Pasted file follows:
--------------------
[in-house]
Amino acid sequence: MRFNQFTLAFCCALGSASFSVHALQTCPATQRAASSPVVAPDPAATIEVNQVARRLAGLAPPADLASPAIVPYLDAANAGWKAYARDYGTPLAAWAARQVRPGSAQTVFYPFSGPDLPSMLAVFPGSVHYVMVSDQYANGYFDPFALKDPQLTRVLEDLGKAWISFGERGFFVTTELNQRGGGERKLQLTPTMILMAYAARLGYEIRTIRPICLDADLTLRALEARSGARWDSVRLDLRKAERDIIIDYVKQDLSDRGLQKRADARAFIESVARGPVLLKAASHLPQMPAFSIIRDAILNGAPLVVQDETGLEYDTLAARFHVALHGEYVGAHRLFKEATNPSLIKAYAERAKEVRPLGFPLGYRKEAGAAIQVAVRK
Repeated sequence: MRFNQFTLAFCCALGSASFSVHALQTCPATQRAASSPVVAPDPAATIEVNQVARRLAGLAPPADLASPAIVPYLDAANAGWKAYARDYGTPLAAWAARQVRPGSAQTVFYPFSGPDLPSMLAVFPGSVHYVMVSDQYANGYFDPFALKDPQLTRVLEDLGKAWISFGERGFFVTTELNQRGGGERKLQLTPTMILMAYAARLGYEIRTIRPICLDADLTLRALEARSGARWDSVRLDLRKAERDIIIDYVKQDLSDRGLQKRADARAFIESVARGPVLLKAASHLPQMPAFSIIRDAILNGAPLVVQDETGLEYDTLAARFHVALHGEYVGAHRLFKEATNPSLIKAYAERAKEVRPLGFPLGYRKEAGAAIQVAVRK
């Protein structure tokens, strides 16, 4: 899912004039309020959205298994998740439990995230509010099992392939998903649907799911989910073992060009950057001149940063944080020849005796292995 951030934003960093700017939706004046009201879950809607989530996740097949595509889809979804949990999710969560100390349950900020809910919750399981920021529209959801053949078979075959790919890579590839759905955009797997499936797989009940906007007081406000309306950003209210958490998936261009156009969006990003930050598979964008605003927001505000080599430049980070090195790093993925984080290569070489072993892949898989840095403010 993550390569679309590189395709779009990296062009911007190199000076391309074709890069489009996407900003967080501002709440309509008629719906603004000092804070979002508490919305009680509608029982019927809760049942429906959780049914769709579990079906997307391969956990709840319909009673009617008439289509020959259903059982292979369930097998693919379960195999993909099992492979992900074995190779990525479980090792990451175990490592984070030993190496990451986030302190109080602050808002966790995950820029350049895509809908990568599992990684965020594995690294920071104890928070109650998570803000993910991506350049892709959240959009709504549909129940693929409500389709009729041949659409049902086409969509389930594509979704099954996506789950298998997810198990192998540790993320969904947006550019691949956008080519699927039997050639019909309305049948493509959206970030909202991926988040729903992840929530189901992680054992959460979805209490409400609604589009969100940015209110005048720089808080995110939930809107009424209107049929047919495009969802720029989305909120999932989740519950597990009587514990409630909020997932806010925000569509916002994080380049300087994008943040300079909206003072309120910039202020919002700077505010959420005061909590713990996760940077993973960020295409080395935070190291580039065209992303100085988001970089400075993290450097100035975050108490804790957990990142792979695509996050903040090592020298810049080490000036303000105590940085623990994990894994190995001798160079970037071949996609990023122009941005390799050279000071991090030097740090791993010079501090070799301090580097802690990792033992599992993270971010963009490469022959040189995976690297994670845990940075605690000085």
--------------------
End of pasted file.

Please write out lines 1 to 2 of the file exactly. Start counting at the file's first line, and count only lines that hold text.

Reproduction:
[in-house]
Amino acid sequence: MRFNQFTLAFCCALGSASFSVHALQTCPATQRAASSPVVAPDPAATIEVNQVARRLAGLAPPADLASPAIVPYLDAANAGWKAYARDYGTPLAAWAARQVRPGSAQTVFYPFSGPDLPSMLAVFPGSVHYVMVSDQYANGYFDPFALKDPQLTRVLEDLGKAWISFGERGFFVTTELNQRGGGERKLQLTPTMILMAYAARLGYEIRTIRPICLDADLTLRALEARSGARWDSVRLDLRKAERDIIIDYVKQDLSDRGLQKRADARAFIESVARGPVLLKAASHLPQMPAFSIIRDAILNGAPLVVQDETGLEYDTLAARFHVALHGEYVGAHRLFKEATNPSLIKAYAERAKEVRPLGFPLGYRKEAGAAIQVAVRK